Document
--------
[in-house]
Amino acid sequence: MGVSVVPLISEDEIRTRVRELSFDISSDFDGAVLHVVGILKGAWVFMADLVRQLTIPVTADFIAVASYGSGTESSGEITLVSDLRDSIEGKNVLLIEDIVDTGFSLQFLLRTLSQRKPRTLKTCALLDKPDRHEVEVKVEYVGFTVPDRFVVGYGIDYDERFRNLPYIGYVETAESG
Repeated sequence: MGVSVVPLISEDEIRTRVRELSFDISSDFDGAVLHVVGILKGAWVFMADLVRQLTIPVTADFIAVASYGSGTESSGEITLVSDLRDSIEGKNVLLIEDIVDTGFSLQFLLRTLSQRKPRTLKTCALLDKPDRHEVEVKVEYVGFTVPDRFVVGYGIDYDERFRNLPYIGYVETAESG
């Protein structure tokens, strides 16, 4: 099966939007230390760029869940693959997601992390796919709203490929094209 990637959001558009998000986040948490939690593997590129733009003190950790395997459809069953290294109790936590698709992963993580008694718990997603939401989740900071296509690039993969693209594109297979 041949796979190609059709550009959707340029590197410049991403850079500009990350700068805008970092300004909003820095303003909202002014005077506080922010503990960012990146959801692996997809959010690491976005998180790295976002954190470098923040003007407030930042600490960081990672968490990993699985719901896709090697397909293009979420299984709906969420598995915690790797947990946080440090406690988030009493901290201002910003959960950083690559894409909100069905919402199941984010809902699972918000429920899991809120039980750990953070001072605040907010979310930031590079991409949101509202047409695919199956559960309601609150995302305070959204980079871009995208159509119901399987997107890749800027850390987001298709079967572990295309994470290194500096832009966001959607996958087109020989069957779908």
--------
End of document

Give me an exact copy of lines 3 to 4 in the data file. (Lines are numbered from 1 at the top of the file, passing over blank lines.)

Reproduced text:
Repeated sequence: MGVSVVPLISEDEIRTRVRELSFDISSDFDGAVLHVVGILKGAWVFMADLVRQLTIPVTADFIAVASYGSGTESSGEITLVSDLRDSIEGKNVLLIEDIVDTGFSLQFLLRTLSQRKPRTLKTCALLDKPDRHEVEVKVEYVGFTVPDRFVVGYGIDYDERFRNLPYIGYVETAESG
């Protein structure tokens, strides 16, 4: 099966939007230390760029869940693959997601992390796919709203490929094209 990637959001558009998000986040948490939690593997590129733009003190950790395997459809069953290294109790936590698709992963993580008694718990997603939401989740900071296509690039993969693209594109297979 041949796979190609059709550009959707340029590197410049991403850079500009990350700068805008970092300004909003820095303003909202002014005077506080922010503990960012990146959801692996997809959010690491976005998180790295976002954190470098923040003007407030930042600490960081990672968490990993699985719901896709090697397909293009979420299984709906969420598995915690790797947990946080440090406690988030009493901290201002910003959960950083690559894409909100069905919402199941984010809902699972918000429920899991809120039980750990953070001072605040907010979310930031590079991409949101509202047409695919199956559960309601609150995302305070959204980079871009995208159509119901399987997107890749800027850390987001298709079967572990295309994470290194500096832009966001959607996958087109020989069957779908």